"They tracked the great bear for days and days until they were at the end of the earth. The bear saw them coming and leaped into the sky. The three warriors followed the great bear into the heavens. The bear was slow and tired because his winter sleep was coming soon. The three hunters were able to get close to the drowsy bear and shoot their arrows into his body. His blood drips from his body and changes the leaves in fall, but, he does not die. He always gets away,” Jonah explained to my wide-eyed son. “Great Bear becomes invisible for a time, but he reappears in the skies as the Big Dipper with the three brothers still chasing him.”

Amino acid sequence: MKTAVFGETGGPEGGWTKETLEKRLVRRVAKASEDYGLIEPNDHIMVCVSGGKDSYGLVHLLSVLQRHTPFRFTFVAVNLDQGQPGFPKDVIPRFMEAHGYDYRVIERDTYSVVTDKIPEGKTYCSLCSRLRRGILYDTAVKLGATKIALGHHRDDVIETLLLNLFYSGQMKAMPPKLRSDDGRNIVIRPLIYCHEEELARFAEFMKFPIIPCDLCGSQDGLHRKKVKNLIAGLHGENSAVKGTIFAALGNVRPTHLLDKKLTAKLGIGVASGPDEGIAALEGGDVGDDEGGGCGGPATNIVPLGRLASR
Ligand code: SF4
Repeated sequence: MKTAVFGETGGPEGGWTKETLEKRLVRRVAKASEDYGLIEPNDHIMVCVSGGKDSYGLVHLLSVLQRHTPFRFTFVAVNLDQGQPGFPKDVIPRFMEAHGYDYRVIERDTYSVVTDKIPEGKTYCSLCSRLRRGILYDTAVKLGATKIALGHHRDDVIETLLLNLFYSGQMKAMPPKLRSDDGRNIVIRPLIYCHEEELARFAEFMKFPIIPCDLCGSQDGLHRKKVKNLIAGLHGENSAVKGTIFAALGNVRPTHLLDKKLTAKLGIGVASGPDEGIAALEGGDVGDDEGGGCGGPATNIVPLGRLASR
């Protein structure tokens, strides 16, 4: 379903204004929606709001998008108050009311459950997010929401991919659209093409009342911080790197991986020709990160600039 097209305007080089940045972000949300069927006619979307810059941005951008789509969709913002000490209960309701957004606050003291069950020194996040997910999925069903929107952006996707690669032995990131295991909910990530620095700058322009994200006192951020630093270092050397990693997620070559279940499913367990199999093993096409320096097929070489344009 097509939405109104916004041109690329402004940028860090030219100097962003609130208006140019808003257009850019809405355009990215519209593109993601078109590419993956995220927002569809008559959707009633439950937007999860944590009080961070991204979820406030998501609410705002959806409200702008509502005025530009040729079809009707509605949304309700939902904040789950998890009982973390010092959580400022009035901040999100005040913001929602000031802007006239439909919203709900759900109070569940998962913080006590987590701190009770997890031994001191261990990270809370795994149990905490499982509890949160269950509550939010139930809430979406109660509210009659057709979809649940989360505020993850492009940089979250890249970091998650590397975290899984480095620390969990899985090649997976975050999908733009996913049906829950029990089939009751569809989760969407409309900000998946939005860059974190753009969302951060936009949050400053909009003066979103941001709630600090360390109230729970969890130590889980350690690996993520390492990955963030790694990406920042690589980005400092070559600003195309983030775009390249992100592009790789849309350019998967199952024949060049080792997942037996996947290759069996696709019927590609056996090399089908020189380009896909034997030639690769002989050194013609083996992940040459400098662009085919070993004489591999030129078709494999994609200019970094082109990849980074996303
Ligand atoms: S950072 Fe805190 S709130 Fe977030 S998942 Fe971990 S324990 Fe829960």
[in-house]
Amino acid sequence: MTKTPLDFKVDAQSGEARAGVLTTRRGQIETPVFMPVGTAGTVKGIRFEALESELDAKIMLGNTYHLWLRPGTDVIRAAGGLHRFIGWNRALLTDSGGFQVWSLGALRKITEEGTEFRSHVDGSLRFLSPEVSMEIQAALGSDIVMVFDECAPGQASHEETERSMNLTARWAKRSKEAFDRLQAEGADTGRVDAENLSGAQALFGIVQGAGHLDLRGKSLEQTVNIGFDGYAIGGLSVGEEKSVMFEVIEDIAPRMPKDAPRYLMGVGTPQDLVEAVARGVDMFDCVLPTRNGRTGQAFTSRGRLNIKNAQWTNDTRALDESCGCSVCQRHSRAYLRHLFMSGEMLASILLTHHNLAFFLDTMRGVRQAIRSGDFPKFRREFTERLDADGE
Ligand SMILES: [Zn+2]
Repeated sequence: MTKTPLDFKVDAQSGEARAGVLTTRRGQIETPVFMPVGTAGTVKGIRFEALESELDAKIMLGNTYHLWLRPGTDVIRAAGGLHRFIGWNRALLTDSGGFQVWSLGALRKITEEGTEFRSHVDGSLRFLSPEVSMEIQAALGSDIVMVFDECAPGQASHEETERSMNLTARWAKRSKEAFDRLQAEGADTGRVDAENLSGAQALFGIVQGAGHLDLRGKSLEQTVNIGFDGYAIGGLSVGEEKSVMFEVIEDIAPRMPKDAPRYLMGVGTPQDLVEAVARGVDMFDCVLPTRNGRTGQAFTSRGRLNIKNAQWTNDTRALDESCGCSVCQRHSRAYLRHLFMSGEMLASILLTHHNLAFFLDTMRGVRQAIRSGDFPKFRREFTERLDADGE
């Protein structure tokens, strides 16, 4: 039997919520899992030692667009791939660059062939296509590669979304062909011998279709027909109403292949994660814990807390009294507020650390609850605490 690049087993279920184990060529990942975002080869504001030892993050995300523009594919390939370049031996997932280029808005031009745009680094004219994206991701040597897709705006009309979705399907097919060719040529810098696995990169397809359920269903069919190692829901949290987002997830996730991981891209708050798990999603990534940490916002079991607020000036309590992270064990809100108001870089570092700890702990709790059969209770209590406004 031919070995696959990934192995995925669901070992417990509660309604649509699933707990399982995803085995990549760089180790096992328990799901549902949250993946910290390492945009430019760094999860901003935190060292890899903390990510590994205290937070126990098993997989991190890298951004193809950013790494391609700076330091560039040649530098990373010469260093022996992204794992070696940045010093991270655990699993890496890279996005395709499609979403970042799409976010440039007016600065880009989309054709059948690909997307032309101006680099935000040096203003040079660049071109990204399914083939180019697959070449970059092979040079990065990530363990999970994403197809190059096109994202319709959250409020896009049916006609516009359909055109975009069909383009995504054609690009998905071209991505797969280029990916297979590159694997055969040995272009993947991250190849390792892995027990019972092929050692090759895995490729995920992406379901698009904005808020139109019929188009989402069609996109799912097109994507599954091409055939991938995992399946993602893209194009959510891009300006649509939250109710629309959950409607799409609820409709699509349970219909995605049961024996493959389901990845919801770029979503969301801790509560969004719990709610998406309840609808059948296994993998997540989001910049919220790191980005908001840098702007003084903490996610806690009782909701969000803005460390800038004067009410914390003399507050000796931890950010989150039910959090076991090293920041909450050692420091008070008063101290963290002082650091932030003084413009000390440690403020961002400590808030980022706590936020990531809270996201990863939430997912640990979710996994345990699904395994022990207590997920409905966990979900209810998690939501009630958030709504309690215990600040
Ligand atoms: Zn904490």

“That`s a great legend,” I said. Rhett bobbed his head in silent appreciation. Jonah lowered his head theatrically then thanked us warmly.
“Someday I`m going to track and kill a bear!” My son, who had sat still for a whole two minutes, exclaimed, leaving my lap to find a stick to slay something with. Leopold lifted his brown head from his paws, wagged his tail and leaped to his feet to aid my boy in imaginary bear slaying.
“And there goes your attentive audience,” I laughed and waved at the departing twosome, my hand coming back to rest on my thigh.
“Ah well, I had him in the palm of my hand for a couple of minutes,” the man chuckled. The aforementioned palm moved over to rest on top my hand. The smile fell from my face. My head spun to the right. Eyes as dark as night bore into mine, sending my heart into a funny sort of dubstep kind of rhythm. Pink bloomed on my cheeks, the heat of embarrassment and desire searing my nose.